Antiguan and Barbudan cultural icon – Oscar Mason remembered

Oscar Mason is one of Antigua and Barbuda’s musical legends. I came across a picture I took back in the 1990s during my time at the Antigua Sun newspaper, covering a Mason family concert which I think may have been organized as a tribute by one of the hardest working women in Culture at the time, Auntie Esther Henry. Oscar Mason’s band at its height was way before my time, but when they got on stage en masse and jammed that night, it was electric. Finding this picture took me back and given that this site promotes Antiguan and Barbudan cultural arts (albeit with an emphasis on the literary arts and on Wadadli Pen in particular), I decided to share it. But I wanted to pull up some information on Mason to support it. My computer wasn’t an option thanks to the big computer crash of ’05 (or ’06, or maybe ’07, one of the 00s anyway). And searching online turned up woefully little. Which, coming on the heels of my online dig for the official citations on our national heroes, puts me back on my soap box about our need to create online content about us, by us. It is one of the challenges which this site though undermanned (or should that be underwomanned?) continues to embrace with our literary bibliographies and such. We really need to do better in this area; I mean, we’re giving out laptops and ipads to students here in Antigua and Barbuda and while the desire to bridge the digital divide is well intended, content creation seems like a natural intersection to me. *stepping off soap box* Anyway, I eventually found a google cache of the Carnival 50th anniversary magazine.

For copyright reasons I won’t produce the article here in its entirety but I will pull ten points of trivia:

  1. Oscar Mason was born on November 10th 1916 in the Point area.
  2. As a youth, he was captivated by the performances of the big musical bands from America – Glen Miller, Duke Ellington and the great Louie (Satchmo) Armstrong – and decided he wanted to play the trumpet.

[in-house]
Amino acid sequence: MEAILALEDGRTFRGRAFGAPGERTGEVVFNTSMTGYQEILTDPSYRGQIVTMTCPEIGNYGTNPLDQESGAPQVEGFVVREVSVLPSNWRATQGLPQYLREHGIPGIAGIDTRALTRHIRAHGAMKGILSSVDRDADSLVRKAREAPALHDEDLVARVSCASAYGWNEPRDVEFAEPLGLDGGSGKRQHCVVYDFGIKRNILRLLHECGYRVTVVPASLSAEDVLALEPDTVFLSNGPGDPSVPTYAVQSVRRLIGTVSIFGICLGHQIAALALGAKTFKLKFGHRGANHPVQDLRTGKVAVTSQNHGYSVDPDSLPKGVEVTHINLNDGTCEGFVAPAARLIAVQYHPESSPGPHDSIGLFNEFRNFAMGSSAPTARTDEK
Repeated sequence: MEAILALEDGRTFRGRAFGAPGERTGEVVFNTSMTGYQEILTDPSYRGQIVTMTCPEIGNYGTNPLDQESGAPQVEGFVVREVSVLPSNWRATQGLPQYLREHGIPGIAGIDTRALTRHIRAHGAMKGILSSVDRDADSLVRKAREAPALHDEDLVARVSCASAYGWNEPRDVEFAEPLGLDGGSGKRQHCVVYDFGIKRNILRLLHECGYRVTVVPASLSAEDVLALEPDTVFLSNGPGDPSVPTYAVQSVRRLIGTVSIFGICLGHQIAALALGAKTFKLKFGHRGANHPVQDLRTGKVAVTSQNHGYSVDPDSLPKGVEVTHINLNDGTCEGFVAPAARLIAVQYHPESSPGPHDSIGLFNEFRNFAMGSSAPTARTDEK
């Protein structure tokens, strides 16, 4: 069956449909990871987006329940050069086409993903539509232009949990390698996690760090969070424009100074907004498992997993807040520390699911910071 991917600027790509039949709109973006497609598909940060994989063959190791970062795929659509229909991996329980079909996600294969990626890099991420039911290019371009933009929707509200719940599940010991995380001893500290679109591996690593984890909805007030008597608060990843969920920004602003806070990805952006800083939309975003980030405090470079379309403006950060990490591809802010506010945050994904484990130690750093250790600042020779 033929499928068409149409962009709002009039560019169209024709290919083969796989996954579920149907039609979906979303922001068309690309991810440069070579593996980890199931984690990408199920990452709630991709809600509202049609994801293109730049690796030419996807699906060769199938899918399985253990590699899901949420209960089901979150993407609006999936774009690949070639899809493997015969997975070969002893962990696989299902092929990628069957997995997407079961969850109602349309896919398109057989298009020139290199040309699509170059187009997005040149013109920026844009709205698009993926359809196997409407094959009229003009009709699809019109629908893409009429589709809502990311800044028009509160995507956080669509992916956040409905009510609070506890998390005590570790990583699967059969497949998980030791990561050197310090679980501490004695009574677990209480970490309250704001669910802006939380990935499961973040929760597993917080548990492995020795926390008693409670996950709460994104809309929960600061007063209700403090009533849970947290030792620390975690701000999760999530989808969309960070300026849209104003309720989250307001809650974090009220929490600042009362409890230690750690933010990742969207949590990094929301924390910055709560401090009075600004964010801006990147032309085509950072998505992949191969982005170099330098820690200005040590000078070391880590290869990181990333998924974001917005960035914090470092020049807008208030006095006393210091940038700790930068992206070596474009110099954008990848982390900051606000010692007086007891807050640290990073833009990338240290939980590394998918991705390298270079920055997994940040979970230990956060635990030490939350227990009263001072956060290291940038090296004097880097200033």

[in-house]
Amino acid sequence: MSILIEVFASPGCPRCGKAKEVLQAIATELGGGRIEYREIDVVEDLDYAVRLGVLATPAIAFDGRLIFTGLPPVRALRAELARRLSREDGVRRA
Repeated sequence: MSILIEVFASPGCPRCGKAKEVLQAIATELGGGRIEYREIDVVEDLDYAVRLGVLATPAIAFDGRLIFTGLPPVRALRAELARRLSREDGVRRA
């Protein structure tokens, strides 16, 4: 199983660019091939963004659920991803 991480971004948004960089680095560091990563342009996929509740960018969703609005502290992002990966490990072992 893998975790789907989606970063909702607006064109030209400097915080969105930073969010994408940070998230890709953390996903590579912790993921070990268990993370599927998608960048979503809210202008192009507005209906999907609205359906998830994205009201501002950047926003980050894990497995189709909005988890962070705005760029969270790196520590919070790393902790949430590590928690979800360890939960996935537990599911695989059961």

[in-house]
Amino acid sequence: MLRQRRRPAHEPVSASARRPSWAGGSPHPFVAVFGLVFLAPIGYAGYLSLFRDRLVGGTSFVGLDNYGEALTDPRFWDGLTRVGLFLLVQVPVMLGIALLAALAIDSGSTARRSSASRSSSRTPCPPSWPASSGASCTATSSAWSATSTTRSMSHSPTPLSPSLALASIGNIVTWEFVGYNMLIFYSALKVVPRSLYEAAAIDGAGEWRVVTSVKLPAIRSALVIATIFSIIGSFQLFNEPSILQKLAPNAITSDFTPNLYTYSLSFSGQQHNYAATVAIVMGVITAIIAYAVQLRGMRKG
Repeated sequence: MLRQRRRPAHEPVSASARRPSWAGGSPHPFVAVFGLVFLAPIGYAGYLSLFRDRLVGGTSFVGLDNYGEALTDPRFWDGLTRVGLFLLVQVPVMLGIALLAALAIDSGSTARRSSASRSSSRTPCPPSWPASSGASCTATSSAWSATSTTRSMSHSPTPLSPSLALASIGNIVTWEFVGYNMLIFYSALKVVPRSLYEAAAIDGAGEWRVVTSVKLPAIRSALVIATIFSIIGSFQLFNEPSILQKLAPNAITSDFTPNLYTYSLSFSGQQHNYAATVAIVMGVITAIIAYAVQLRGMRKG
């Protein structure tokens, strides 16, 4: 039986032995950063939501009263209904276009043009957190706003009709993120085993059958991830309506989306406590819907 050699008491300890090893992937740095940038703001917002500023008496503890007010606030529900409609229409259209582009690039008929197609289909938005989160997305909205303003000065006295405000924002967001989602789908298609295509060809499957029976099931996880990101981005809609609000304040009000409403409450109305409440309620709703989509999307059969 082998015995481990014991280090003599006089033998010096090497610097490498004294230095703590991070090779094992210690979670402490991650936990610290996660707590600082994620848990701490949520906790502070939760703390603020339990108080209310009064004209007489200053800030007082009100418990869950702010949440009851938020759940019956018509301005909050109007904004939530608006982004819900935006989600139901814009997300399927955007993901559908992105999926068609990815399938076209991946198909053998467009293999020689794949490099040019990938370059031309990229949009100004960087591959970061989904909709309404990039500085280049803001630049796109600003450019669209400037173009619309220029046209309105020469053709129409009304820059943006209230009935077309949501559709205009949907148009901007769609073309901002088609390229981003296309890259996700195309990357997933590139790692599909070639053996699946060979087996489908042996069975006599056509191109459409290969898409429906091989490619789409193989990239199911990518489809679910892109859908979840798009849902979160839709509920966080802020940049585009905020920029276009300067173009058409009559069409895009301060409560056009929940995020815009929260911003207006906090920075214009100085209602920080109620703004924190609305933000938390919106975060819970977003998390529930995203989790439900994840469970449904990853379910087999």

3. Hubert Edwards taught him to play the trumpet.
  4. Governor Fiennes, who was stationed in Antigua, bought him his first trumpet.
  5. In 1940, he formed his own band and called it the Antigua Glen Miller Band.
  6. He was jack of all trades, hence his nickname, ‘Jacks.’
  7. At Christmastime, Oscar would exhibit his skills as a stiltwalker (moco jumbie).
  8. Because of his musical and creative abilities, he made himself a stringbass, the first of its kind ever to be made in Antigua and Barbuda.
  9. He taught his children to play; his family band was called Sons of the Vibratones and one of his eldest sons, Tyrone Mason, is celebrated as one of the best tenor saxophone players in Antigua and Barbuda today.
  10. During the Carnival season for many years, his band would back-up all the calypsonians.

As with all content on, except otherwise noted, this is written by Joanne C. Hillhouse (author of The Boy from Willow Bend, Dancing Nude in the Moonlight, and Oh Gad!). All Rights Reserved. If you enjoyed it, check out my page on Amazon, WordPress, and/or Facebook, and help spread the word about Wadadli Pen and my books. You can also subscribe to the site to keep up with future updates. Thanks.


Filed under Literary Gallery

9 responses to “Antiguan and Barbudan cultural icon – Oscar Mason remembered

  1. B. Mason

    My Grandfather! Loved greatly and missed dearly!

  2. kenneth

    Kenneth Watkins
    my great uncle was a musical genius

  3. Orneal Murraine- Formerly of Parham

    He was a great man… I thought of the family earlier this week when I heard Franco died.
    My Brother-in-law played the organ, Sidney Joseph also his brother Mussy.
    As a childhood classmate of June and Joan, Oscar Mason was a joy to listen too, had a strong personality and pride. I left Antigua more than four decades ago and the memories are fresh.
    The gentleman with the Saxophone, is one his sons, we called Big Boy. I stand to be corrected.
    I will be home for the first time since the age of twelve in three weeks.

    • Hi Orneale, yes, that’s Big Boi…in fact the show where I took this picture was a family affair. It was in the 1990s, a tribute show organized by Auntie Esther (I believe) and featuring all arms of the very musical family – the sons, the daughters, the grandchildren etc. doing their thing…and then, of course, the man himself front and centre. Was a great show. Thanks for stopping by and sharing your memories.

  4. Fd

    In the social commentary, True Antiguan, the author ‘paid tribute’ to the great man. The song actually opened with his name.
    Oscar Mason flag me down to tell me
    Shorty boy you acting strange
    You used to be a die-hard opposition
    All of a sudden you change

    Even though the name was substituted, the intended honour will forever live.

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